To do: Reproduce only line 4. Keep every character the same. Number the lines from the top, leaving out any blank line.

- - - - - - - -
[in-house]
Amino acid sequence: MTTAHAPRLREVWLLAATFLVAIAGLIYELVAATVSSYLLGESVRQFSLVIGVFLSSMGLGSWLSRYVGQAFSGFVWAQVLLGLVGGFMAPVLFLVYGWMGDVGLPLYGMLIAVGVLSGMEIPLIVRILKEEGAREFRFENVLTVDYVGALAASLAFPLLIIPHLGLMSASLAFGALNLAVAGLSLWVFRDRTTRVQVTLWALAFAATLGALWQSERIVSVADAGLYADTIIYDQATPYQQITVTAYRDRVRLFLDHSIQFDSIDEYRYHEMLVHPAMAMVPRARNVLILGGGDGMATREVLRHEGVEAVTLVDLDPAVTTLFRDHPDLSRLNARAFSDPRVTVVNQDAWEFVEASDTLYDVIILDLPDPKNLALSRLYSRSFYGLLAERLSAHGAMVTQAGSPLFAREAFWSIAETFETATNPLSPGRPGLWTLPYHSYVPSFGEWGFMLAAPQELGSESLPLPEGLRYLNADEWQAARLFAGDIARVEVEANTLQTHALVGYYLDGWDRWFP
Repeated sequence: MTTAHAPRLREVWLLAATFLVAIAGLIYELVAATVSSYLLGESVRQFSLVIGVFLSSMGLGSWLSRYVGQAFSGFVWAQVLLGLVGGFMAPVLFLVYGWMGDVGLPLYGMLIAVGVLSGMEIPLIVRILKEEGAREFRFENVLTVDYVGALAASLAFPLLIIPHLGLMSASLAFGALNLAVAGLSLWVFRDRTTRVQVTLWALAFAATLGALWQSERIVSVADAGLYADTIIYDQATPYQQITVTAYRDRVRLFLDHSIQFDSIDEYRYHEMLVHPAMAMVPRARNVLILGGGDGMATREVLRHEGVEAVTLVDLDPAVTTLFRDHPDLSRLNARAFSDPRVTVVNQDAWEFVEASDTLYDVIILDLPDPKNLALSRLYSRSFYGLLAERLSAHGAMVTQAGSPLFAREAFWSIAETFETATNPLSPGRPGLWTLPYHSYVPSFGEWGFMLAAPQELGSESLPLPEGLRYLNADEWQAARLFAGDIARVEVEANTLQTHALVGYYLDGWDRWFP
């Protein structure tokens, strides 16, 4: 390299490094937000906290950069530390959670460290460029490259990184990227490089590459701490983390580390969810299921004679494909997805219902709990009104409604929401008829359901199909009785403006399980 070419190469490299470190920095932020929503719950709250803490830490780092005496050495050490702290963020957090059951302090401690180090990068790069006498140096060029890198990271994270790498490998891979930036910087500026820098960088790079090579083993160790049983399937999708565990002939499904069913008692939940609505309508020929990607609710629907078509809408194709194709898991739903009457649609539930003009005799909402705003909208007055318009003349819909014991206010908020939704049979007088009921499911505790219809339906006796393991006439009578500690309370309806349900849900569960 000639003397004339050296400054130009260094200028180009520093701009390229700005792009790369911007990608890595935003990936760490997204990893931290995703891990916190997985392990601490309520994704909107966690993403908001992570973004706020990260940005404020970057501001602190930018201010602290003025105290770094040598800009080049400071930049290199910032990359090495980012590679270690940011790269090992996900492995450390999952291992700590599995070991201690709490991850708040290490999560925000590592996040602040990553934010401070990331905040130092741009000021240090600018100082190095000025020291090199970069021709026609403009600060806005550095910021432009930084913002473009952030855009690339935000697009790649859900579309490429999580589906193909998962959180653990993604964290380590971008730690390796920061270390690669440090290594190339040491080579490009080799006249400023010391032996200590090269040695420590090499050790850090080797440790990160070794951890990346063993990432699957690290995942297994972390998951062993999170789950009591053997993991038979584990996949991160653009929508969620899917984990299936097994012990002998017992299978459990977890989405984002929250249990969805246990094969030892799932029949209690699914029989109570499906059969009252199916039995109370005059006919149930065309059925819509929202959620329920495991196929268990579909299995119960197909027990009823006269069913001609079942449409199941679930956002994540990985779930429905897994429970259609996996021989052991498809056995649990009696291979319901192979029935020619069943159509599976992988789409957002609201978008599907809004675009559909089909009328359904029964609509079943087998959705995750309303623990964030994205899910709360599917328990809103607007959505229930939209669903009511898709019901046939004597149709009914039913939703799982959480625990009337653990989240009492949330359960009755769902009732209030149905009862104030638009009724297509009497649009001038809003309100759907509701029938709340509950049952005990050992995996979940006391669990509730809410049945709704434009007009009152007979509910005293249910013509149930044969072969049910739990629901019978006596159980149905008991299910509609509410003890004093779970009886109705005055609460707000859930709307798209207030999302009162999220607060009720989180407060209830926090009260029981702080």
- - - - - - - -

């Protein structure tokens, strides 16, 4: 390299490094937000906290950069530390959670460290460029490259990184990227490089590459701490983390580390969810299921004679494909997805219902709990009104409604929401008829359901199909009785403006399980 070419190469490299470190920095932020929503719950709250803490830490780092005496050495050490702290963020957090059951302090401690180090990068790069006498140096060029890198990271994270790498490998891979930036910087500026820098960088790079090579083993160790049983399937999708565990002939499904069913008692939940609505309508020929990607609710629907078509809408194709194709898991739903009457649609539930003009005799909402705003909208007055318009003349819909014991206010908020939704049979007088009921499911505790219809339906006796393991006439009578500690309370309806349900849900569960 000639003397004339050296400054130009260094200028180009520093701009390229700005792009790369911007990608890595935003990936760490997204990893931290995703891990916190997985392990601490309520994704909107966690993403908001992570973004706020990260940005404020970057501001602190930018201010602290003025105290770094040598800009080049400071930049290199910032990359090495980012590679270690940011790269090992996900492995450390999952291992700590599995070991201690709490991850708040290490999560925000590592996040602040990553934010401070990331905040130092741009000021240090600018100082190095000025020291090199970069021709026609403009600060806005550095910021432009930084913002473009952030855009690339935000697009790649859900579309490429999580589906193909998962959180653990993604964290380590971008730690390796920061270390690669440090290594190339040491080579490009080799006249400023010391032996200590090269040695420590090499050790850090080797440790990160070794951890990346063993990432699957690290995942297994972390998951062993999170789950009591053997993991038979584990996949991160653009929508969620899917984990299936097994012990002998017992299978459990977890989405984002929250249990969805246990094969030892799932029949209690699914029989109570499906059969009252199916039995109370005059006919149930065309059925819509929202959620329920495991196929268990579909299995119960197909027990009823006269069913001609079942449409199941679930956002994540990985779930429905897994429970259609996996021989052991498809056995649990009696291979319901192979029935020619069943159509599976992988789409957002609201978008599907809004675009559909089909009328359904029964609509079943087998959705995750309303623990964030994205899910709360599917328990809103607007959505229930939209669903009511898709019901046939004597149709009914039913939703799982959480625990009337653990989240009492949330359960009755769902009732209030149905009862104030638009009724297509009497649009001038809003309100759907509701029938709340509950049952005990050992995996979940006391669990509730809410049945709704434009007009009152007979509910005293249910013509149930044969072969049910739990629901019978006596159980149905008991299910509609509410003890004093779970009886109705005055609460707000859930709307798209207030999302009162999220607060009720989180407060209830926090009260029981702080």